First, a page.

The State Worker

California state worker union cancels strike set for Monday

A one-day strike by California’s largest state employee union, set for Monday, has been called off.

In a letter to members Friday, sent shortly after a Sacramento judge postponed a hearing requested by state officials seeking an injunction, SEIU Local 1000 announced that it would not proceed with its unprecedented work stoppage.

“After weeks of preparing for a strike, we have been in conversations with the state, and we both feel we have found a pathway forward,” Local 1000 President Yvonne Walker said. “Therefore we have withdrawn our notice to strike and will continue bargaining today. Our goal has never been to go on strike. It has always been to get a contract we can all be proud of.”

The union, representing 95,000 members of the state workforce across nine of its 21 bargaining units, has been in negotiations since April with Gov. Jerry Brown over the terms of its contact, which expired July 1. Disagreements over a multiyear raise, gender pay inequities and how much members will contribute to their health care plans are still pending.

Despite not yet reaching a formal bargaining impasse, Local 1000 announced the strike last week coinciding with the first day of the new legislative session, a potentially embarrassing situation for the overwhelmingly Democratic members who are elected with support from organized labor.

While state employee unions have periodically authorized walkouts, including Local 1000 in 2009, none has ever actually taken place.

“We are pleased that the public will not have to face disruptions to state services on Monday,” California Department of Human Resources spokesman Joe DeAnda said in a statement. “We will continue to work with union leaders to finalize a formal agreement.”

The Brown administration previously called the planned work stoppage illegal because of a no-strike clause in the union’s contract and warned employees that they could face disciplinary action if they participated. Local 1000 countered that “bad-faith conduct” by the state justified the strike.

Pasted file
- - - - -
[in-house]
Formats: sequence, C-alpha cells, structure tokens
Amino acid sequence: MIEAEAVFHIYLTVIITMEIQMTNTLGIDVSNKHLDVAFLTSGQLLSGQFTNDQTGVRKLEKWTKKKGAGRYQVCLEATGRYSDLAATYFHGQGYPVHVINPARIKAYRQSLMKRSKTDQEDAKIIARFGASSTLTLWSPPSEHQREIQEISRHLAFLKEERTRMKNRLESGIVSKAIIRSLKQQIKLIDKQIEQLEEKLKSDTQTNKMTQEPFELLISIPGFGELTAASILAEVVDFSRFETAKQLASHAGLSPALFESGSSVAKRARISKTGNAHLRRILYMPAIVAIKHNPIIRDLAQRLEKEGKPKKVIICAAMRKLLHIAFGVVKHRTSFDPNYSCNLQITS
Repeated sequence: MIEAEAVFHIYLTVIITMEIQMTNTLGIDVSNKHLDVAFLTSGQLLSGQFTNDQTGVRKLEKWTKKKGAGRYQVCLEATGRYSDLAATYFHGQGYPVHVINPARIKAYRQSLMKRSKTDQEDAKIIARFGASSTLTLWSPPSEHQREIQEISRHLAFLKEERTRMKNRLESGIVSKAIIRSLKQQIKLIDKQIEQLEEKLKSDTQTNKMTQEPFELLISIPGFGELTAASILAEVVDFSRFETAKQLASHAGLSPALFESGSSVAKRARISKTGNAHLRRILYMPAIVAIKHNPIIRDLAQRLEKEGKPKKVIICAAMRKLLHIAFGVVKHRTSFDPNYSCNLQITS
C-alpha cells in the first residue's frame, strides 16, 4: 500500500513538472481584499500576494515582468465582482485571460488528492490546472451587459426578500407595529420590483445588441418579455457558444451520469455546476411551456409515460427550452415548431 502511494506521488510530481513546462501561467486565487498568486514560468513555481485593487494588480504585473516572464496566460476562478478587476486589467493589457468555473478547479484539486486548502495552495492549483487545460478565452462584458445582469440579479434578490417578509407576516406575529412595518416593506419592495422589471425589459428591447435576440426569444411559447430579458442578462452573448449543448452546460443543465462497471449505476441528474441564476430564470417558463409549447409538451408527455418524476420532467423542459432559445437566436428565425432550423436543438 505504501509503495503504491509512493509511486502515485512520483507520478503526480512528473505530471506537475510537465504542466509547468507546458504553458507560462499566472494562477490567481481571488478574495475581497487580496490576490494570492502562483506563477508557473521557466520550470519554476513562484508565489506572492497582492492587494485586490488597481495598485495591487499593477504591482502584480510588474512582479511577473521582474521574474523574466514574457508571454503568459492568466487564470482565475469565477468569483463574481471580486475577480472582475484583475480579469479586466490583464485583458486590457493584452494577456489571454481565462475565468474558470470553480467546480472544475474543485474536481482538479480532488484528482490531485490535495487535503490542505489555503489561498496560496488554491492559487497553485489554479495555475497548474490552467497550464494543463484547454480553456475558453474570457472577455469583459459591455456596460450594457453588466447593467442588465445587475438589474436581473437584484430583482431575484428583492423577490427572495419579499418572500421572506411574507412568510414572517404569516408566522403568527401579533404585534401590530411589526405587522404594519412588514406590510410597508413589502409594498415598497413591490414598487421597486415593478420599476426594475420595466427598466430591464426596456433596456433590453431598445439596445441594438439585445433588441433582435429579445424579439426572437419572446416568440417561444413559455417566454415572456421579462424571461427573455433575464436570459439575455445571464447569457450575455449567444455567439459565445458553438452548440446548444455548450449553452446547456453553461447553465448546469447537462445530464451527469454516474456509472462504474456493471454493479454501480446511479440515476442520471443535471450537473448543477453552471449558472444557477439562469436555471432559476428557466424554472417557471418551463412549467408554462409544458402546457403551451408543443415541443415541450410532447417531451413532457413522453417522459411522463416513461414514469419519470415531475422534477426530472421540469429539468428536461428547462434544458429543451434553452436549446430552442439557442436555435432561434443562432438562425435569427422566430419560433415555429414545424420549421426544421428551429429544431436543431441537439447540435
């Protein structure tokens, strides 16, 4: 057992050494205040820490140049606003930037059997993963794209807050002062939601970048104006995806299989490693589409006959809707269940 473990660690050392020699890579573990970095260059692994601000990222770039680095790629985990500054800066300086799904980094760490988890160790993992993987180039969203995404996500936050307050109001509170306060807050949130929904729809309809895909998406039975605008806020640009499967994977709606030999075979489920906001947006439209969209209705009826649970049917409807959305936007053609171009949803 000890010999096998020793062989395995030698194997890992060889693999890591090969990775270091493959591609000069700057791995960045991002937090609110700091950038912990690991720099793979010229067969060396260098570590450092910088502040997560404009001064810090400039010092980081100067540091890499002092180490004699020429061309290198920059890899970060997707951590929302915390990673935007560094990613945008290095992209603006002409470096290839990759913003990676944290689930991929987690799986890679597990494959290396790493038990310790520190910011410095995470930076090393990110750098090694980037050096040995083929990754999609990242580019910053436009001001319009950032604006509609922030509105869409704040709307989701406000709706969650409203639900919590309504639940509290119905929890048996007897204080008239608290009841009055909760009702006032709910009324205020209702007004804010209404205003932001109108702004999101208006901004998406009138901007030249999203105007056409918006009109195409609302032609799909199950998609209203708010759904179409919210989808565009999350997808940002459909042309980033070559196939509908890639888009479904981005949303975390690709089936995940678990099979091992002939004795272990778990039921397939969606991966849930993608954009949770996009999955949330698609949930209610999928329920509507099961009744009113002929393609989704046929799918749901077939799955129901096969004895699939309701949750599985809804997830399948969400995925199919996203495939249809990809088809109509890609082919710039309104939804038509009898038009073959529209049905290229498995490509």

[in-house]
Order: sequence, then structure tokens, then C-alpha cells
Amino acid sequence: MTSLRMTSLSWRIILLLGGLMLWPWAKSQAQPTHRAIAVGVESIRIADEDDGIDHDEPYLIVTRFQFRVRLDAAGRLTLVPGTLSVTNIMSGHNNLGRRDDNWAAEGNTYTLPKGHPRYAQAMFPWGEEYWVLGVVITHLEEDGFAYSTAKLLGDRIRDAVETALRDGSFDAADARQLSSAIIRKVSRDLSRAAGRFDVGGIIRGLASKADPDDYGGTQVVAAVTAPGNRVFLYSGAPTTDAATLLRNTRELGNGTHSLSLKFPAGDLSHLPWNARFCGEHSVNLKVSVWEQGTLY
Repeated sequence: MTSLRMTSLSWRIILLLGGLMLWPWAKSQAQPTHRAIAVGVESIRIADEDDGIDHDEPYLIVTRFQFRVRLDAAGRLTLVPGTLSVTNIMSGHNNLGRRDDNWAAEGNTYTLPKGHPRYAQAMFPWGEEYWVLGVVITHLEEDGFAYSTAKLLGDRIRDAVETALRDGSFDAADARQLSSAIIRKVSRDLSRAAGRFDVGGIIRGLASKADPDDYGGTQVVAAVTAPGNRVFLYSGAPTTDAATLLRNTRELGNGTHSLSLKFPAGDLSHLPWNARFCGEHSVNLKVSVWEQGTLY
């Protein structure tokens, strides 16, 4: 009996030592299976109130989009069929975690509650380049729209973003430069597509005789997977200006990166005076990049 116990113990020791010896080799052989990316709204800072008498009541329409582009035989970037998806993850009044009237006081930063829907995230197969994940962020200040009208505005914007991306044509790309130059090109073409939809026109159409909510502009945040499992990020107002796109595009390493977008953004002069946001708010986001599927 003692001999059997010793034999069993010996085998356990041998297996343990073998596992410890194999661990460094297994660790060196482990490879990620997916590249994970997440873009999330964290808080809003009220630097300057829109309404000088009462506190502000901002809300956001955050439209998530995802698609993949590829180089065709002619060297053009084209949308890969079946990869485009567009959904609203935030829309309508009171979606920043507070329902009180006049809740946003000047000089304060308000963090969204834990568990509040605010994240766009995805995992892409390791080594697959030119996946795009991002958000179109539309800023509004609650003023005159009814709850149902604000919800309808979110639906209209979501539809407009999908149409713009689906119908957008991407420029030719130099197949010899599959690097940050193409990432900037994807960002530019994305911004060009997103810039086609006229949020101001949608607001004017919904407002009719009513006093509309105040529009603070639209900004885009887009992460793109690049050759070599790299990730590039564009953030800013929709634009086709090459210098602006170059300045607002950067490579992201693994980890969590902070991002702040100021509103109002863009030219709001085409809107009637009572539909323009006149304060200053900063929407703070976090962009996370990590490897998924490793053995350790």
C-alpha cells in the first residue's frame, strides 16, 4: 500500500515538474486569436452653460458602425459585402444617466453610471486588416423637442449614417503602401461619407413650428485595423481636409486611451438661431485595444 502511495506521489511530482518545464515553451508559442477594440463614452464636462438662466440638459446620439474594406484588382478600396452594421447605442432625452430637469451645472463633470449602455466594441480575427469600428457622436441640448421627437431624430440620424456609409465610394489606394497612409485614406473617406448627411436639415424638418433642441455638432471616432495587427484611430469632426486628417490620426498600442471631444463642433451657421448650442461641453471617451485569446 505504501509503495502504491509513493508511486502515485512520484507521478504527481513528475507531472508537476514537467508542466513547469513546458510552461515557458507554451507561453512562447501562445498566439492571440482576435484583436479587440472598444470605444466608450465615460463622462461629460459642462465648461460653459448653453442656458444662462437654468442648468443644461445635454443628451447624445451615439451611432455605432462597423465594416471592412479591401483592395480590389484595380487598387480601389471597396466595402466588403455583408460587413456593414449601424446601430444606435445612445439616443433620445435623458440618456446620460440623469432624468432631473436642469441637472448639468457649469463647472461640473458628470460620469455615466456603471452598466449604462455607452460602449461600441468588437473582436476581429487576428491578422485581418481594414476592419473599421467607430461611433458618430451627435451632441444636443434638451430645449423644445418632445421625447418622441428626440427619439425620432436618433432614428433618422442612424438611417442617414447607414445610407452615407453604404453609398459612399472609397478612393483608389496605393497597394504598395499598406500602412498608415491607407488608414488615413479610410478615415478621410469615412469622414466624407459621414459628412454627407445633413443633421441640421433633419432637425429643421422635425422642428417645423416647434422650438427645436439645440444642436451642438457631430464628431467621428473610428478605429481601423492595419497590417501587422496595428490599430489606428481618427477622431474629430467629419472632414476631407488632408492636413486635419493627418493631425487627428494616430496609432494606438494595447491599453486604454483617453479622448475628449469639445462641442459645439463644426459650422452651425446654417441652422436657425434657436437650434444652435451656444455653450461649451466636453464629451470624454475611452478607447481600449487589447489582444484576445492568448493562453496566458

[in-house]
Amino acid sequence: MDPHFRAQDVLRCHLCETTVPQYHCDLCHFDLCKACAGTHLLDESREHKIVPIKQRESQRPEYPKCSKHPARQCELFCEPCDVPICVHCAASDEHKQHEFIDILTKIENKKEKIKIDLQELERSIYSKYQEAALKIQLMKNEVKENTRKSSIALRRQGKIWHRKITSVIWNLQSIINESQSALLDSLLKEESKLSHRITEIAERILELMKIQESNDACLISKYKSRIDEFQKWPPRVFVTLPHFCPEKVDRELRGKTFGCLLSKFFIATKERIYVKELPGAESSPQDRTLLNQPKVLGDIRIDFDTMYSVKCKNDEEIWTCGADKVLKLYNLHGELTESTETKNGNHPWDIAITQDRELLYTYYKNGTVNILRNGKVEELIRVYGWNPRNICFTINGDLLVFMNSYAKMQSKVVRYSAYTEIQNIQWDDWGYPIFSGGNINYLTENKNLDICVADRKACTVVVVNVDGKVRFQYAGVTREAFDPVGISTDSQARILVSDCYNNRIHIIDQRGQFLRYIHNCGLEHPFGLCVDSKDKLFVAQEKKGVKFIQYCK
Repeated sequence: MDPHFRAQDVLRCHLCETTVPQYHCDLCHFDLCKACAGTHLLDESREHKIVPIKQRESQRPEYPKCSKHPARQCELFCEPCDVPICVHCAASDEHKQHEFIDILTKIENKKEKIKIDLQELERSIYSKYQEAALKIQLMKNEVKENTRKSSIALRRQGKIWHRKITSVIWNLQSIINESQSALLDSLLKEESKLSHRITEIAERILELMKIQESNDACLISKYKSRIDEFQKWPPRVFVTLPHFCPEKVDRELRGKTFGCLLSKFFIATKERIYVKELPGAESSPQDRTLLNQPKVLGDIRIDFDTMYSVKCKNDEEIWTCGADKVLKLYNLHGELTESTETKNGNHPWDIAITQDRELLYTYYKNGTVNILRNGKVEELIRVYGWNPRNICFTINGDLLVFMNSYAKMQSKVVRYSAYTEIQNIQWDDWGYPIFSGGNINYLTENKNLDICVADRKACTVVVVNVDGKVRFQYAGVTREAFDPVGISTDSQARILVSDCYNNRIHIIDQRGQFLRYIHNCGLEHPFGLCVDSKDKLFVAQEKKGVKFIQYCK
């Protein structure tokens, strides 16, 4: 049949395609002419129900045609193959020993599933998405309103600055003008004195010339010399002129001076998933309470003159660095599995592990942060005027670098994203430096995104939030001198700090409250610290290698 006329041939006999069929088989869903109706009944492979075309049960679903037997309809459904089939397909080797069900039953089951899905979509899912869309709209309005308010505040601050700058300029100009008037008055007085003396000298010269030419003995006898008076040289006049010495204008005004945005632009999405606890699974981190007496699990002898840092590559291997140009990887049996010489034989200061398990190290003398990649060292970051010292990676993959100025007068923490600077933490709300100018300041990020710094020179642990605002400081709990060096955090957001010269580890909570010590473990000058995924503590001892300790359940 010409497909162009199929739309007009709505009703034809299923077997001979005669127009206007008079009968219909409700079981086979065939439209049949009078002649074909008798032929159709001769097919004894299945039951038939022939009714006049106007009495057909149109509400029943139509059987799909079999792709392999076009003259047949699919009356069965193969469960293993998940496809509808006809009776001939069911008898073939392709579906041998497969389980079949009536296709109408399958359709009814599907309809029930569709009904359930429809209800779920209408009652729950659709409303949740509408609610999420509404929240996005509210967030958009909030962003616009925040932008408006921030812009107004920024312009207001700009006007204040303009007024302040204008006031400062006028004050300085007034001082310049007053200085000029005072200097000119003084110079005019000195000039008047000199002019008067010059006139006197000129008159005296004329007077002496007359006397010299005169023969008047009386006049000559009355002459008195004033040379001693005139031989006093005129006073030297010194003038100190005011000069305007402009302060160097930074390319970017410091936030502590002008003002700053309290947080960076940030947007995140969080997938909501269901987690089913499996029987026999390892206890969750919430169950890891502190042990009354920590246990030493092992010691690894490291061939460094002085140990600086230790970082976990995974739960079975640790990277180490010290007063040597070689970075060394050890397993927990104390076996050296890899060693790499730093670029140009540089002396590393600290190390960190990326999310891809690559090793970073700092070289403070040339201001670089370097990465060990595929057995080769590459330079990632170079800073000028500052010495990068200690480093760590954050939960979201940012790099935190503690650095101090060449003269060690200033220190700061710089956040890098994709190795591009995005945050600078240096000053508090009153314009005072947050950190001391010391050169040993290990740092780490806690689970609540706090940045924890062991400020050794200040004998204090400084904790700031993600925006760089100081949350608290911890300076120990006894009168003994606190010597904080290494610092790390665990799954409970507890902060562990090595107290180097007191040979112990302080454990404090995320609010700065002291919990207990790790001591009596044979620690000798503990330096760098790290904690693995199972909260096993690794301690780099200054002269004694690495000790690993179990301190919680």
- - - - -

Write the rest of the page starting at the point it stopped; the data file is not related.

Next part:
CalHR went to court this week in an effort to block the walkout. Late Thursday, the agency filed a request for a temporary restraining order in Sacramento Superior Court that would have prevented Local 1000 from carrying out the strike or, alternatively, prohibited certain “essential employees” from participating.

Its request followed an earlier decision by the Public Employment Relations Board that reduced the scope of relief the state could seek to a narrow group of about 5,900 workers in state hospitals, veterans homes, prisons and centers for the developmentally disabled whose services are considered critical to public health and safety.

Following a closed-door meeting in his chambers Friday afternoon, Judge Raymond M. Cadei continued the hearing on CalHR’s complaint until Dec. 13. DeAnda did not respond to questions about whether the state would continue to pursue legal action after Local 1000 called off the strike.

Some union members welcomed the cancellation.

Tamara McNary, an employee of the state treasurer’s office, said she was prepared to walk out on Monday despite fearing retaliation. She said she was glad there would not be a strike but hesitated to believe the two sides are finding common ground at the negotiating table.

“I’m a little uneasy about it just because I don’t have much faith,” McNary said. “I hope they can come to some good agreement.”

Thomas Mbara, who works for the State Board of Equalization, said he never intended to participate in the strike.

“I’m not going to put myself in jeopardy,” Mbara said. “The employer can fire you and lock you out. SEIU can’t.”

Taryn Luna of The Bee Capitol Bureau contributed to this report.

Alexei Koseff: 916-321-5236, @akoseff

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